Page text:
2. Iannotti LL, Tielsch JM, Black MM, Black RE. Iron supplementation in early childhood: health benefits and risks. Am J Clin Nutr. 2006;84:1261-76.
3. Sazawal S, Black RE, Ramsan M, Chwaya HM, Stoltzfus RJ, Dutta A, et al. Effects of routine prophylactic supplementation with iron and folic acid on admission to hospital and mortality in preschool children in a high malaria transmission setting: community-based, randomised, placebo-controlled trial. Lancet. 2006;367:133-43.
4. Oppenheimer SJ. Iron and its relation to immunity and infectious disease. J Nutr. 2001;131(2S-2):616S-33S; discussion 633S-35S.
5. Fritsche G, Larcher C, Schennach H, Weiss G. Regulatory interactions between iron and nitric oxide metabolism for immune defense against Plasmodium falciparum infection. J Infect Dis. 2001;183:1388-94.
6. Idjradinata P, Watkins WE, Pollitt E. Adverse effect of iron supplementation on weight gain of iron-replete young children. Lancet. 1994;343:1252-4.
MD. Luton & Dunstable Hospital NHS Foundation Trust, Luton, UK
The issues addressed in the letter to the editor written by Dr. Michael Eisenhut are included into the list of scientific issues dealt with in the literature on anemia, which has triggered the search for new drug therapies, as well as for other control strategies.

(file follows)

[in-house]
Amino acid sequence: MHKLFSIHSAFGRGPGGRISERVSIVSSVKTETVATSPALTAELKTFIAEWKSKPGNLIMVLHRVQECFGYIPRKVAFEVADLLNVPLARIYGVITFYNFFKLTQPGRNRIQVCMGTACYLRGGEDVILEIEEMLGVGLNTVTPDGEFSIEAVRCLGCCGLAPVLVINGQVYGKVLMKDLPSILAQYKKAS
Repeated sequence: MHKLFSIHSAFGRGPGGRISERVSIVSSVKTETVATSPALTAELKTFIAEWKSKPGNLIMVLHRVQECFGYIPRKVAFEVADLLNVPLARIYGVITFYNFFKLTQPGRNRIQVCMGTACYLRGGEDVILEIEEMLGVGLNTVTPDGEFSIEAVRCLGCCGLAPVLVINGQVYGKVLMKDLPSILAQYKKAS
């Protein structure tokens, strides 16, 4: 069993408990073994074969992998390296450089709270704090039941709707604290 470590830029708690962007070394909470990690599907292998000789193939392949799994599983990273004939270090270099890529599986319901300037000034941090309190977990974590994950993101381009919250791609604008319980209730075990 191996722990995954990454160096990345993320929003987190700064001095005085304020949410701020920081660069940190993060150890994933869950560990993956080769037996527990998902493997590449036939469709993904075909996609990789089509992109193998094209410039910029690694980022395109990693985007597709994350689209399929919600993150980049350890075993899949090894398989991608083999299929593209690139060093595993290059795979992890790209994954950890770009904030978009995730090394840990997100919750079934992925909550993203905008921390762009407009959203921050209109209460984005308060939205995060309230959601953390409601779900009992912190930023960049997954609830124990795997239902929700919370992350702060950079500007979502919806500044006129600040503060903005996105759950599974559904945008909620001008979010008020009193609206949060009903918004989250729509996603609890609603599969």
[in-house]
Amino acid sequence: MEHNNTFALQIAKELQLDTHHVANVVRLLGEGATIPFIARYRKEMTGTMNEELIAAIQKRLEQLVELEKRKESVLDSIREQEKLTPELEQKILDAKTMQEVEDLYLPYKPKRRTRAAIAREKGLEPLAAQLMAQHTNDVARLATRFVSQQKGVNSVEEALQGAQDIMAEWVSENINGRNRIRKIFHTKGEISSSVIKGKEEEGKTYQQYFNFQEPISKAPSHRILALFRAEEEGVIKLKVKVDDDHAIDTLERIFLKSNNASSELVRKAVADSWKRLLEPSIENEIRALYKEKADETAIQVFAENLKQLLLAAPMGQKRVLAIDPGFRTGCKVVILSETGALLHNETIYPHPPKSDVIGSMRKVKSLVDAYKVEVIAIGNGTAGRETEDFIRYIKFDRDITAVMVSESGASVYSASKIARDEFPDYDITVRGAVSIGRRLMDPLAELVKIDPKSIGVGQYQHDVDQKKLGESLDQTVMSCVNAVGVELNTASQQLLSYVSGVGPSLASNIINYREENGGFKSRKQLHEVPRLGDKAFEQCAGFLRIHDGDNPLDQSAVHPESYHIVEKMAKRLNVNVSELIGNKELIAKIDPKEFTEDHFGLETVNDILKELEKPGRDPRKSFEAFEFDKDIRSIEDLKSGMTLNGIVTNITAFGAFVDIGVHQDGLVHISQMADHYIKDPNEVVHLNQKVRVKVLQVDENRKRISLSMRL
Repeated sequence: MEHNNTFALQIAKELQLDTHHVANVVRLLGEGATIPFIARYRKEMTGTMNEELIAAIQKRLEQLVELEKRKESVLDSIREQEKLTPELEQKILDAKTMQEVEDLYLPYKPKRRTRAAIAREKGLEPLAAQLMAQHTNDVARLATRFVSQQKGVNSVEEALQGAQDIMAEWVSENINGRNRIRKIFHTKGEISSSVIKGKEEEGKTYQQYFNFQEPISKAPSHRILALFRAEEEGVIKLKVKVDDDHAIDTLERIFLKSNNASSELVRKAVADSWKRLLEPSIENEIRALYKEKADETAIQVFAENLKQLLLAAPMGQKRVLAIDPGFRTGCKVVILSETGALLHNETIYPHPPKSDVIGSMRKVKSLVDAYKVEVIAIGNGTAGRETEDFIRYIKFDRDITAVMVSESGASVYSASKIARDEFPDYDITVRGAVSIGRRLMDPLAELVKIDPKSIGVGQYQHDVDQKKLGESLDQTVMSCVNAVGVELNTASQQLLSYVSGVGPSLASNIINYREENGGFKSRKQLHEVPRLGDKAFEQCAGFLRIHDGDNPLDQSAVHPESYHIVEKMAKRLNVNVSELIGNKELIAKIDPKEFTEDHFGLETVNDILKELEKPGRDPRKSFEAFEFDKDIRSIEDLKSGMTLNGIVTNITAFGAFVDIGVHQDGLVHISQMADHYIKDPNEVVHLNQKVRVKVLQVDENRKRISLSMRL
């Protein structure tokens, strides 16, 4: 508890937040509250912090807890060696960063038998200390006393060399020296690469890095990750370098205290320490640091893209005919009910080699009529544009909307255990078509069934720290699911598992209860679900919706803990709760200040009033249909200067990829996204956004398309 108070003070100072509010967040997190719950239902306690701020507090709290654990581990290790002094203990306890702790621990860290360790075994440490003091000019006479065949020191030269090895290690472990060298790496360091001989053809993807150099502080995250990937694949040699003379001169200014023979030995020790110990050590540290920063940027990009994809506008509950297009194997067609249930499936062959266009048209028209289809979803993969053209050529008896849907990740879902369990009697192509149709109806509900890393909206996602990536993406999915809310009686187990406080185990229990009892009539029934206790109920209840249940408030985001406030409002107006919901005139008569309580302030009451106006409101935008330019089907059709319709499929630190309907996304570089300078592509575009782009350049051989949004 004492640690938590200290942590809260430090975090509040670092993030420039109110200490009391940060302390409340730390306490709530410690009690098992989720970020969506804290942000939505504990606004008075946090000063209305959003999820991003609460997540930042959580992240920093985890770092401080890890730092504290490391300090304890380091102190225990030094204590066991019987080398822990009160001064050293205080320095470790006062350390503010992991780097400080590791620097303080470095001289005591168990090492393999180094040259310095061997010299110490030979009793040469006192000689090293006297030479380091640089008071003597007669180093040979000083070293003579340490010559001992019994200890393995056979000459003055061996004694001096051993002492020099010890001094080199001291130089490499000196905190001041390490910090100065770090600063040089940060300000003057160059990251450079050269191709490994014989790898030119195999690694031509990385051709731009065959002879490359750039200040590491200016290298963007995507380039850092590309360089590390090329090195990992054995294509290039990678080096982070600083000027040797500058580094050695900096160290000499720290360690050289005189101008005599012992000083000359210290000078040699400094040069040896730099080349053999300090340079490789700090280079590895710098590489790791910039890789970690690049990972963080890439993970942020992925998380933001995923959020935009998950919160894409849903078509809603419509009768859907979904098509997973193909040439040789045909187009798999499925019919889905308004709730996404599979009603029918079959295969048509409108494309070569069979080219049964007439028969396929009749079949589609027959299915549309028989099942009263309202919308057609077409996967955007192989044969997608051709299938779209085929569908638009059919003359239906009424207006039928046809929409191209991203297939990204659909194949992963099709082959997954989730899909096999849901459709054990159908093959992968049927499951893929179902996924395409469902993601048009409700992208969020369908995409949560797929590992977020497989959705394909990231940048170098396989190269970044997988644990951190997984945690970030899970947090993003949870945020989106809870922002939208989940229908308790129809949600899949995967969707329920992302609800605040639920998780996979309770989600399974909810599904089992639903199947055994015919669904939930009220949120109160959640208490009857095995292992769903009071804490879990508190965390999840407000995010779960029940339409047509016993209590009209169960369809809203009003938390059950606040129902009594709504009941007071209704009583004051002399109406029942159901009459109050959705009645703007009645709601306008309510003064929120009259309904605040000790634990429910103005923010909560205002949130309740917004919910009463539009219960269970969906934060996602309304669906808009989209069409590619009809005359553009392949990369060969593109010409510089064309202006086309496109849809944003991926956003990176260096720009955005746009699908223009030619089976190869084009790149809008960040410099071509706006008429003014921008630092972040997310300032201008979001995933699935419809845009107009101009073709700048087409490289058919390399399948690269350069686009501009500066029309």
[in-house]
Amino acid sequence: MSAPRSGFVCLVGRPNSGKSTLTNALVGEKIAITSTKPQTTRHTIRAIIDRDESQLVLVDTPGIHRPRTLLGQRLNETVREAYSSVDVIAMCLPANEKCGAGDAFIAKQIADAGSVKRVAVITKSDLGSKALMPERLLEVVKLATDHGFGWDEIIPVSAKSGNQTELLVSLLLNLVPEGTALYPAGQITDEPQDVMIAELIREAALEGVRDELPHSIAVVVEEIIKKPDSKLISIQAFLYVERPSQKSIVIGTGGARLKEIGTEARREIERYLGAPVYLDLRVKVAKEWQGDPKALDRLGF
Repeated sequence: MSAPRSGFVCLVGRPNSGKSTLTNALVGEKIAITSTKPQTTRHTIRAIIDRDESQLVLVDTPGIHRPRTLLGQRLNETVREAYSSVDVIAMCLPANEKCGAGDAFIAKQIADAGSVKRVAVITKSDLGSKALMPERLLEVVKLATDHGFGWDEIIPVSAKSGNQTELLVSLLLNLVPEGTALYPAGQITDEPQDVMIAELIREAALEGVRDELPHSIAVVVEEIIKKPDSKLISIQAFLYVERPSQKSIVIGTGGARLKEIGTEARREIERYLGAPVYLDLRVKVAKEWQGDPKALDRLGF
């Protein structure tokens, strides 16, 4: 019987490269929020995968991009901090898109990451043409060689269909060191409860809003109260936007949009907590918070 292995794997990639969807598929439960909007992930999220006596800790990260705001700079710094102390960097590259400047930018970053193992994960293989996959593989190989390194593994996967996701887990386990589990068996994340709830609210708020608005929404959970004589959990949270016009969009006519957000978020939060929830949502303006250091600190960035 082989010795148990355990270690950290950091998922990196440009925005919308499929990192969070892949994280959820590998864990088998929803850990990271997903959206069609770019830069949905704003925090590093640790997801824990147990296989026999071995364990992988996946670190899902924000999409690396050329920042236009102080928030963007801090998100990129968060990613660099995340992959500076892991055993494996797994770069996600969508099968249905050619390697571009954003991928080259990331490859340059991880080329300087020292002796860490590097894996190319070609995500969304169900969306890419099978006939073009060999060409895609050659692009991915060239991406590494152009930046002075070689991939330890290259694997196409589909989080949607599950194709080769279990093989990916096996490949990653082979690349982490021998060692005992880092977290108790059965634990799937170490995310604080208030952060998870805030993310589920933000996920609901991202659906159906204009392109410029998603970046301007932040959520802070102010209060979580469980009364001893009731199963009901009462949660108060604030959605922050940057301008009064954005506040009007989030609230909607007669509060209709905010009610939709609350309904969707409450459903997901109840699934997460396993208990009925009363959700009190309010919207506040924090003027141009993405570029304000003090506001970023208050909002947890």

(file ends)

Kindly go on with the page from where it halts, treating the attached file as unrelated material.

Dr. Eisenhut's concern about the association between iron supplementation and an increase in infectious processes, in populations in which iron deficiency has not been confirmed, is quite pertinent. In countries such as Brazil, in areas where malaria is nonendemic, anemia affects over two thirds of the infant population aged 6 to 24 months, and most cases of anemia diagnosed by the measurement of hemoglobin levels (< 11 g/dL), according to the World Health Organization (WHO),1 result from iron deficiency. Therefore, the Brazilian Ministry of Health recommends weekly iron supplementation for this risk group. The recommendation of one weekly dose is an attempt to minimize side effects, such as diarrhea, and to increase mothers' treatment adherence.2
Our results show a longer duration of diarrhea related to the severity of anemia, and also show that the groups of children with and without anemia submitted to the intervention had similar morbidity rates after treatment. The lack of a placebo-controlled group does not allow us to confirm the effect of iron supplementation. Supposedly, the decrease in morbidity caused by diarrhea in anemic children at the end of treatment might be a consequence of iron supplementation in children with iron deficiency.2
Other relevant issues related to public health interventions include sickle cell anemia, mainly in regions where descendants of African immigrants abound in large numbers, and this has sparked off political and scientific debates among academics, technicians and community members, urging them to ponder over a solution to the problem.
1. World Health Organization, United Nations Children's Fund, United Nations University. Iron deficiency anaemia: assessment, prevention and control. A guide for programme managers. Geneva: WHO; 2001.
2. Lima AC, Lima MC, Guerra MQ, Romani SA, Eickmann SH, Lira PI. Impact of weekly treatment with ferrous sulfate on hemoglobin level, morbidity and nutritional status of anemic infants. J Pediatr (Rio J). 2006;82:452-7.
Claudia Vasconcelos Martins de Souza Lima
Doutora em Nutrição. Professora adjunta, Departamento de Terapia Ocupacional, Universidade Federal de Pernambuco (UFPE), Recife, PE, Brasil